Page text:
Look forward to reading more on the inner workings of social media!
    Ps. Make sure your hyperlinks go in a new window (for Emma’s sake!)

    • Thanks for the read and the comment Sian! It’s definitely an area that’s only going to get more attention in future (for better and worse). And thanks for the tips: really helpful. As you’ve guessed, I’ve left jamming in the submission-required elements until later (I’m a big fan of the Ernest Hemingway-type approach: write drunk, edit sober), but I’ll confess I did totally forget about setting link targets to new windows!

  2. Hi Jez, thanks for the interesting post in an area I know not much about! I am guilty of going along online without much critical thinking about whether others interacting are actually in the ‘flesh’ or not. Thanks for providing an introduction to the topic and links to useful related articles for more information. I look forward to seeing some media (tweets, videos, images, infographics) added to your post. And as mentioned by Sian, don’t forget to set links to open in a new tab, Adam has a very helpful video: https://www.youtube.com/watch?v=gJzH4skd_70&feature=youtu.be Although I’m not sure I can set that to open in a new tab via this comment box!

    • Thanks Eva! It’s an interesting subject area, and while it’s been easy not to think about it much in the past, I think it’s only going to get bigger and more obvious in the future. Thanks for the tips and checking out my post!

  3. A thought provoking and thoroughly enjoyable read. You’ve succeeded in painting a good picture of the issue, complete with excellent real world examples, which I found interesting, and a little scary! 9-15% of twitter accounts not human, poetry by algorithm, as a relative newcomer to the increasing role of bots in our lives, these are quite eye-opening.
    Personally I’m quite interested in how governments and others can use bot-generated content to counter the efforts of people agitating for change. In my ‘Instrument of change blog’, I looked at how social media can help create social change – and there are some great examples of that – but the flipside to that is how those that are the subject of pressure to change (governments, corporates) can use automatically generated content over social media to counter/overwhelm the voice of the people. This is a critical area for those that agitate and mobilise for change would be well served to understand, and a great area for further focus.
    Thanks again for the great read!

    • Thanks Emily – appreciate the read and the feedback. It’s definitely an interesting area that’s only going to get more prominent in our digital lives. While a lot of the bot activity that’s out to interfere with our digital citizenship is pretty ‘blunt’ at the moment (overwhelming positive or negative noise with little actual content or persuasion), it’s getting a lot more sophisticated by the day. We’ll see how this pans out (for better or worse!). Thanks again for taking a look at my post!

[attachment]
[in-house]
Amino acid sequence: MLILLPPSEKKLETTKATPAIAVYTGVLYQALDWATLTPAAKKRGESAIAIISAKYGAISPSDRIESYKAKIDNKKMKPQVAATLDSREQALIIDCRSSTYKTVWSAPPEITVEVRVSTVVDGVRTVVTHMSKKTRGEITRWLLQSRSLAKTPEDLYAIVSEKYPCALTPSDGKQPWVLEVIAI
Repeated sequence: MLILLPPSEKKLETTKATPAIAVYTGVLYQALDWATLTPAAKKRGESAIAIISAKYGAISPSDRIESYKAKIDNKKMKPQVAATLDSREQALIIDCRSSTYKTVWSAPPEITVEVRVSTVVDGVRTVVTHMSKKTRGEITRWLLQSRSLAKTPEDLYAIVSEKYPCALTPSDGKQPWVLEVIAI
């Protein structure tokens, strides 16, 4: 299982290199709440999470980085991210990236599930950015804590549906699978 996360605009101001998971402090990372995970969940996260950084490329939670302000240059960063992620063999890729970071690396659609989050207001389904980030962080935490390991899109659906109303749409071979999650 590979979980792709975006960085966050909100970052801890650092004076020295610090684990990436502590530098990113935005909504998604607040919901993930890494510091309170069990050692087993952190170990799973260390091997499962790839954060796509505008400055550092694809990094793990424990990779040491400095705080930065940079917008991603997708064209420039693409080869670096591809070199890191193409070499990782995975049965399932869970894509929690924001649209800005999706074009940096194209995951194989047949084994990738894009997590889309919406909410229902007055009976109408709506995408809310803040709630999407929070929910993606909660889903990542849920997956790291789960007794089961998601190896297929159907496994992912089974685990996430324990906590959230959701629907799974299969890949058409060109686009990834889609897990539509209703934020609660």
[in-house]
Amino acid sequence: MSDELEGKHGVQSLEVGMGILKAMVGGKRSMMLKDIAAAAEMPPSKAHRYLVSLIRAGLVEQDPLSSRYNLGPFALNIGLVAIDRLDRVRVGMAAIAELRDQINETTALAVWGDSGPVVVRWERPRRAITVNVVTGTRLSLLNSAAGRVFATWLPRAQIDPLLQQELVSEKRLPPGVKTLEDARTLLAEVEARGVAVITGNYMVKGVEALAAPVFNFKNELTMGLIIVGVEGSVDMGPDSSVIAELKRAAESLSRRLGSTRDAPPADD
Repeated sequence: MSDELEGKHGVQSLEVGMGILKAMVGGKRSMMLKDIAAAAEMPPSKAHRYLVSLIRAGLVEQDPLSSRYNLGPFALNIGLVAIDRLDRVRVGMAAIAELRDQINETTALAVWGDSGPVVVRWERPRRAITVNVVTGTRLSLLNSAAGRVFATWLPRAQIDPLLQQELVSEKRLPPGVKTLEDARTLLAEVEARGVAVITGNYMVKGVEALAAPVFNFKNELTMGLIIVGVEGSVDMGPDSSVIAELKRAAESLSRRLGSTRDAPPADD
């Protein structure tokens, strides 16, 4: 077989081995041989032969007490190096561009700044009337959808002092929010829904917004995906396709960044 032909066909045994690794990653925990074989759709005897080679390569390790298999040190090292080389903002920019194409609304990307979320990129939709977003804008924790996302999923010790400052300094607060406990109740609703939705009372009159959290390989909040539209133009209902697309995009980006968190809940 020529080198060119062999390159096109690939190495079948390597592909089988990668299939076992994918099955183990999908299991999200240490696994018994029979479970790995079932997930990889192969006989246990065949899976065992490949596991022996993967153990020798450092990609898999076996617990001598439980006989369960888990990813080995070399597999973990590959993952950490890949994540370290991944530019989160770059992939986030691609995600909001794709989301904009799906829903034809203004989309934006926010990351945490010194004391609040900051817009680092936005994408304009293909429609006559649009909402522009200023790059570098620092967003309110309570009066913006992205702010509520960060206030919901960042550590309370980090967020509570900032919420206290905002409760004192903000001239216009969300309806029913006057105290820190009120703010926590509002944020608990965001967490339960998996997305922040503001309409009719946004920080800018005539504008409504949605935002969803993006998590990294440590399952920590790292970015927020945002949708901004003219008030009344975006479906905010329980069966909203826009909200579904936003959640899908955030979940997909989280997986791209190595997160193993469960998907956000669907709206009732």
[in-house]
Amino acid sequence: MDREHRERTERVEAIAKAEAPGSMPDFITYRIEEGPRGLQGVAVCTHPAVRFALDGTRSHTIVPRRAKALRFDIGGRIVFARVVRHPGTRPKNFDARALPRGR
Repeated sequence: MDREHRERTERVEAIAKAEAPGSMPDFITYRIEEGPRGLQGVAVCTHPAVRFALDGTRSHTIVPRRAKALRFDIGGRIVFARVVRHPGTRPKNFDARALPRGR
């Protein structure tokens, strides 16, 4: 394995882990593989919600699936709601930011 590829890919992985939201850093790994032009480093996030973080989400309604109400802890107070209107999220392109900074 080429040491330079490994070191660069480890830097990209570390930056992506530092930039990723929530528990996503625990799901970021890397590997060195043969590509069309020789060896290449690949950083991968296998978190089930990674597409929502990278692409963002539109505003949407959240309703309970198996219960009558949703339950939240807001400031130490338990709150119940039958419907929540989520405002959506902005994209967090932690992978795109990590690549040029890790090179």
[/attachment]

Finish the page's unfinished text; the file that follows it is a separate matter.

4. Your writing style is excellent – conversational and engaging. Your argument is clear and well supported. Just a thought, for academic blogs you also need to provide in-text referencing, plus a list of references at the end of your blog. Your embedded links were very effective, providing extra weight to your argument (as previously mentioned they need to open in a new tab). Some extra images to break up the text would work wonders and an embedded tweet (or two) may have further expanded your discussion. I enjoyed your blog immensely, thank you!

    • Thanks Karen – appreciate the kind comments! You’re spot on with the referencing etc, which I’ve added in as I used this post for submission, as well as some additional content to break up the text. Hope you’ve also had success with your first submission!

  5. Hi Jez,
    Interesting topic, you never quite know who (or what) is behind certain online content. Profiles could be a completely made up avatar, or it could be a robot. The next question is, what’s the effect? Are thy to influence, as your example with the pro-Trump tweets, or to gather information for market research, policy influence etc? On top of that, it would be interesting to explore how the bot influence effects public opinion, which in turn can actually influence political and social change! A chicken or the egg kind of conundrum.

    Great examples and embedded tweets, a very fun read. I would have loved a link on the ‘read poetry by algorithms’ too! I saw a few mentions of this, but don’t forget to embed, reference and link to a CC image! 🙂

  6. Hi Jez,

    Interesting title, that’s the first thing that caught my attention to read your blog (good job with that). It was a good read and nice writing style; it’s true that automated bots are taking over the social web. Most websites, even banking have CAPTCHA, an additional security code linked to test and identify if it’s a human or a robot. That being said, I just got a creative suggestion for your blog title, an idea to spark it up “The Rise of the Autobots: The Battle of the Web” (something like that, make sure you do it in the ‘Transformers Text style’ haha).

    Also, if you intend to use this post for academic purpose, I felt you should add in a few more pictures to meet the criteria apart from the embedded tweets. Overall, I felt your blog was well knit. Your sources were hyperlinked (thanks! gave me additional information) and your visual presentation (blog design) was simple and professional. Look forward to your next post.

  7. Hi Jez,

    When I noticed your post title a while back, I made a mental note to get back to read it. The title is engaging and memorable. I am concerned about what you discuss, particularly ‘the threat to democracy of a compromised public sphere’ combined with the fact that, as you mention, we can’t always distinguish between bot and human. What do we do?

    I would have been interested in a reference/link/example of ‘evidence to suggest that governments have also used floods of bot-generated content to overwhelm activist and protest activity’.

    There may be a word missing here: ‘for as long as we’ve able to’, but thanks for an interesting topic, great header image and ‘whack-a-mole’ reference.